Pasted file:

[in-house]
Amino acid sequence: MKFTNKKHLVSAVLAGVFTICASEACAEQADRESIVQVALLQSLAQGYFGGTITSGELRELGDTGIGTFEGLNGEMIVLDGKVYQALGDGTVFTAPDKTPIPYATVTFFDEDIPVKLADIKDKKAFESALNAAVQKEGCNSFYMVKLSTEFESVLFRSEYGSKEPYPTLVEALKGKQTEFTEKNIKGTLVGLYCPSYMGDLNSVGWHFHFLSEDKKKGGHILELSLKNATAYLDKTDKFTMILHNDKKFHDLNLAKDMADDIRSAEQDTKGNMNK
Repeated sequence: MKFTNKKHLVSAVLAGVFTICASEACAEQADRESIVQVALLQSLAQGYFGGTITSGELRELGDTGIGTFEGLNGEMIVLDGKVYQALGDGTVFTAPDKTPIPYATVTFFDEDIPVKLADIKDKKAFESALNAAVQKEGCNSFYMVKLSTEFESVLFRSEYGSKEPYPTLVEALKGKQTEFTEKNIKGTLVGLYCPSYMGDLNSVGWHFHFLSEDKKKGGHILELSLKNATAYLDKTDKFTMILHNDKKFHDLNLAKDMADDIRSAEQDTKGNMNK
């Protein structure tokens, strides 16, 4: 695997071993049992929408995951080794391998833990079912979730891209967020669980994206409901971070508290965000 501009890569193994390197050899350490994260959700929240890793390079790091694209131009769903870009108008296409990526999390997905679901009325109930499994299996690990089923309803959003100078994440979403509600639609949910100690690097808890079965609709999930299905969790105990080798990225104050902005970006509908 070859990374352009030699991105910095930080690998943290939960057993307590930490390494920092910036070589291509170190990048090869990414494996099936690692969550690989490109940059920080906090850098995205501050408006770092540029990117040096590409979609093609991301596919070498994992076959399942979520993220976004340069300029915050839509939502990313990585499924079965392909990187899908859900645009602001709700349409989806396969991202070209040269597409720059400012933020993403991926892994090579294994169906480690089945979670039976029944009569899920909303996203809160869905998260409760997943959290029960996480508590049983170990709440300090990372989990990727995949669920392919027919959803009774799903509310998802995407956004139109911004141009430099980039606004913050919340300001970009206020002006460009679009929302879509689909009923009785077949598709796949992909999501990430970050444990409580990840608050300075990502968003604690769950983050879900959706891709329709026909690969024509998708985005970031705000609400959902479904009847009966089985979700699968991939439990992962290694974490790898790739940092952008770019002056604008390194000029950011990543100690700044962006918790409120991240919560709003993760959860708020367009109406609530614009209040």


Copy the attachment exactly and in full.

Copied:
[in-house]
Amino acid sequence: MKFTNKKHLVSAVLAGVFTICASEACAEQADRESIVQVALLQSLAQGYFGGTITSGELRELGDTGIGTFEGLNGEMIVLDGKVYQALGDGTVFTAPDKTPIPYATVTFFDEDIPVKLADIKDKKAFESALNAAVQKEGCNSFYMVKLSTEFESVLFRSEYGSKEPYPTLVEALKGKQTEFTEKNIKGTLVGLYCPSYMGDLNSVGWHFHFLSEDKKKGGHILELSLKNATAYLDKTDKFTMILHNDKKFHDLNLAKDMADDIRSAEQDTKGNMNK
Repeated sequence: MKFTNKKHLVSAVLAGVFTICASEACAEQADRESIVQVALLQSLAQGYFGGTITSGELRELGDTGIGTFEGLNGEMIVLDGKVYQALGDGTVFTAPDKTPIPYATVTFFDEDIPVKLADIKDKKAFESALNAAVQKEGCNSFYMVKLSTEFESVLFRSEYGSKEPYPTLVEALKGKQTEFTEKNIKGTLVGLYCPSYMGDLNSVGWHFHFLSEDKKKGGHILELSLKNATAYLDKTDKFTMILHNDKKFHDLNLAKDMADDIRSAEQDTKGNMNK
């Protein structure tokens, strides 16, 4: 695997071993049992929408995951080794391998833990079912979730891209967020669980994206409901971070508290965000 501009890569193994390197050899350490994260959700929240890793390079790091694209131009769903870009108008296409990526999390997905679901009325109930499994299996690990089923309803959003100078994440979403509600639609949910100690690097808890079965609709999930299905969790105990080798990225104050902005970006509908 070859990374352009030699991105910095930080690998943290939960057993307590930490390494920092910036070589291509170190990048090869990414494996099936690692969550690989490109940059920080906090850098995205501050408006770092540029990117040096590409979609093609991301596919070498994992076959399942979520993220976004340069300029915050839509939502990313990585499924079965392909990187899908859900645009602001709700349409989806396969991202070209040269597409720059400012933020993403991926892994090579294994169906480690089945979670039976029944009569899920909303996203809160869905998260409760997943959290029960996480508590049983170990709440300090990372989990990727995949669920392919027919959803009774799903509310998802995407956004139109911004141009430099980039606004913050919340300001970009206020002006460009679009929302879509689909009923009785077949598709796949992909999501990430970050444990409580990840608050300075990502968003604690769950983050879900959706891709329709026909690969024509998708985005970031705000609400959902479904009847009966089985979700699968991939439990992962290694974490790898790739940092952008770019002056604008390194000029950011990543100690700044962006918790409120991240919560709003993760959860708020367009109406609530614009209040």